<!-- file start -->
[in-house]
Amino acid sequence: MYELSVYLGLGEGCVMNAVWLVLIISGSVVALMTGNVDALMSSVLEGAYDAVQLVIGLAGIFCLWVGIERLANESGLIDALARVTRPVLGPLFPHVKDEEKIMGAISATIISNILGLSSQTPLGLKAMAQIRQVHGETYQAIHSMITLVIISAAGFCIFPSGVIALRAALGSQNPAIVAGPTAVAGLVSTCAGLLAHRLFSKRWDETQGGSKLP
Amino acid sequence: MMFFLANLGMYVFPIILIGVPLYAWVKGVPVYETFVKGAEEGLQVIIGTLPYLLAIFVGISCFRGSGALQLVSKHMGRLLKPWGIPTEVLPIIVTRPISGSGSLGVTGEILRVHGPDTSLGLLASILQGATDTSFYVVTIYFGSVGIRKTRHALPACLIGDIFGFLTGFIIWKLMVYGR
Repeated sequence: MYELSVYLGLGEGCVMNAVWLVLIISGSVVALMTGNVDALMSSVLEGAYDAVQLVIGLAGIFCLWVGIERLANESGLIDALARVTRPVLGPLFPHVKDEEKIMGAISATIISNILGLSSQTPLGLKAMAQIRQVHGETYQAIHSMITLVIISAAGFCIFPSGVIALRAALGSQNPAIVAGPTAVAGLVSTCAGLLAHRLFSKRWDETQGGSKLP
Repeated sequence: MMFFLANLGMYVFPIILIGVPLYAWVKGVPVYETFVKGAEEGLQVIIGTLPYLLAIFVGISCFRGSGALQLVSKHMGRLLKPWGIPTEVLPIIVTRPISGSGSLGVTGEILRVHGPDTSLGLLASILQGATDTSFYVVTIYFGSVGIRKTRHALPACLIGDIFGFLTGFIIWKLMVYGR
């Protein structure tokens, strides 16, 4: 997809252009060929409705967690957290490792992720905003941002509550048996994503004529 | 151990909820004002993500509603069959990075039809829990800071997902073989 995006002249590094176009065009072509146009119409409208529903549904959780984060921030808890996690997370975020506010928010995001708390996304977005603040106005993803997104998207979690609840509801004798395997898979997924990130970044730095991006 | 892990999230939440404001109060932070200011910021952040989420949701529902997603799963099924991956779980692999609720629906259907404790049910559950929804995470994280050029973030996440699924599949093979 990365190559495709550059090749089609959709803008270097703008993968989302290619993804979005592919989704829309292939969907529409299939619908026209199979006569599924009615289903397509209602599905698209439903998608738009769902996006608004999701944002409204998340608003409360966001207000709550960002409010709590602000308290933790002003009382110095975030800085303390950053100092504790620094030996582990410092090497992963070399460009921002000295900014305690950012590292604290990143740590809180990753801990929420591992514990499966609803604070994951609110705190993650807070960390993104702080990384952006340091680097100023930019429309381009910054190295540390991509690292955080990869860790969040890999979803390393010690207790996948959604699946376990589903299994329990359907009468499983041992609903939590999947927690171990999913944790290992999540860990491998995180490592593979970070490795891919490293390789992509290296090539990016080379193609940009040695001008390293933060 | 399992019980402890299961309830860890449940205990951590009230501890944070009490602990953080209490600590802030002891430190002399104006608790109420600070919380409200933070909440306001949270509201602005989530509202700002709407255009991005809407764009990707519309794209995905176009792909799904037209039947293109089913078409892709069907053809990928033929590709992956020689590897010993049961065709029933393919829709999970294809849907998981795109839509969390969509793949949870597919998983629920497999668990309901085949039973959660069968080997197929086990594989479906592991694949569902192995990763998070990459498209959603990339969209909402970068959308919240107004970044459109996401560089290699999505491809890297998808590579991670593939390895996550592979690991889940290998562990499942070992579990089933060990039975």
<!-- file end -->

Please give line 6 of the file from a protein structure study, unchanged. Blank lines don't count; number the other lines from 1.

């Protein structure tokens, strides 16, 4: 997809252009060929409705967690957290490792992720905003941002509550048996994503004529 | 151990909820004002993500509603069959990075039809829990800071997902073989 995006002249590094176009065009072509146009119409409208529903549904959780984060921030808890996690997370975020506010928010995001708390996304977005603040106005993803997104998207979690609840509801004798395997898979997924990130970044730095991006 | 892990999230939440404001109060932070200011910021952040989420949701529902997603799963099924991956779980692999609720629906259907404790049910559950929804995470994280050029973030996440699924599949093979 990365190559495709550059090749089609959709803008270097703008993968989302290619993804979005592919989704829309292939969907529409299939619908026209199979006569599924009615289903397509209602599905698209439903998608738009769902996006608004999701944002409204998340608003409360966001207000709550960002409010709590602000308290933790002003009382110095975030800085303390950053100092504790620094030996582990410092090497992963070399460009921002000295900014305690950012590292604290990143740590809180990753801990929420591992514990499966609803604070994951609110705190993650807070960390993104702080990384952006340091680097100023930019429309381009910054190295540390991509690292955080990869860790969040890999979803390393010690207790996948959604699946376990589903299994329990359907009468499983041992609903939590999947927690171990999913944790290992999540860990491998995180490592593979970070490795891919490293390789992509290296090539990016080379193609940009040695001008390293933060 | 399992019980402890299961309830860890449940205990951590009230501890944070009490602990953080209490600590802030002891430190002399104006608790109420600070919380409200933070909440306001949270509201602005989530509202700002709407255009991005809407764009990707519309794209995905176009792909799904037209039947293109089913078409892709069907053809990928033929590709992956020689590897010993049961065709029933393919829709999970294809849907998981795109839509969390969509793949949870597919998983629920497999668990309901085949039973959660069968080997197929086990594989479906592991694949569902192995990763998070990459498209959603990339969209909402970068959308919240107004970044459109996401560089290699999505491809890297998808590579991670593939390895996550592979690991889940290998562990499942070992579990089933060990039975």